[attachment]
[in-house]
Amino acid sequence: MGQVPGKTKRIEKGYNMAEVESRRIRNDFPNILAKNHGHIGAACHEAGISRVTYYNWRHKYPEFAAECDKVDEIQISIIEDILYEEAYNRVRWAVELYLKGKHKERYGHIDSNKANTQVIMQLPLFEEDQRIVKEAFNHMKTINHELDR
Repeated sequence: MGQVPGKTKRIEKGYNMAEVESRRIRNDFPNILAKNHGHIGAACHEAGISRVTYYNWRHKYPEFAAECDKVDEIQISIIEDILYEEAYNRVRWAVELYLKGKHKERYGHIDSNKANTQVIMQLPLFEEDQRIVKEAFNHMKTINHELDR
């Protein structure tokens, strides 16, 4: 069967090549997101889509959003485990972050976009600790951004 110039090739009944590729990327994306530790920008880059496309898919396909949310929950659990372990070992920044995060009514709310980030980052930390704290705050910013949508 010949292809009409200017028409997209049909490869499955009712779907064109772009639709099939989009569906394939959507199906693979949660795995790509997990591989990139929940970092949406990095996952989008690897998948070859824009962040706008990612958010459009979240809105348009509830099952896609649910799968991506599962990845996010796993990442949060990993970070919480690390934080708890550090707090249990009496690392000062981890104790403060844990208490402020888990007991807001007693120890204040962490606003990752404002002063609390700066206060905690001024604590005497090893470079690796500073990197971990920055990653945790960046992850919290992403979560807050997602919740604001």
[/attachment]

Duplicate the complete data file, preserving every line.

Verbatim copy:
[in-house]
Amino acid sequence: MGQVPGKTKRIEKGYNMAEVESRRIRNDFPNILAKNHGHIGAACHEAGISRVTYYNWRHKYPEFAAECDKVDEIQISIIEDILYEEAYNRVRWAVELYLKGKHKERYGHIDSNKANTQVIMQLPLFEEDQRIVKEAFNHMKTINHELDR
Repeated sequence: MGQVPGKTKRIEKGYNMAEVESRRIRNDFPNILAKNHGHIGAACHEAGISRVTYYNWRHKYPEFAAECDKVDEIQISIIEDILYEEAYNRVRWAVELYLKGKHKERYGHIDSNKANTQVIMQLPLFEEDQRIVKEAFNHMKTINHELDR
């Protein structure tokens, strides 16, 4: 069967090549997101889509959003485990972050976009600790951004 110039090739009944590729990327994306530790920008880059496309898919396909949310929950659990372990070992920044995060009514709310980030980052930390704290705050910013949508 010949292809009409200017028409997209049909490869499955009712779907064109772009639709099939989009569906394939959507199906693979949660795995790509997990591989990139929940970092949406990095996952989008690897998948070859824009962040706008990612958010459009979240809105348009509830099952896609649910799968991506599962990845996010796993990442949060990993970070919480690390934080708890550090707090249990009496690392000062981890104790403060844990208490402020888990007991807001007693120890204040962490606003990752404002002063609390700066206060905690001024604590005497090893470079690796500073990197971990920055990653945790960046992850919290992403979560807050997602919740604001």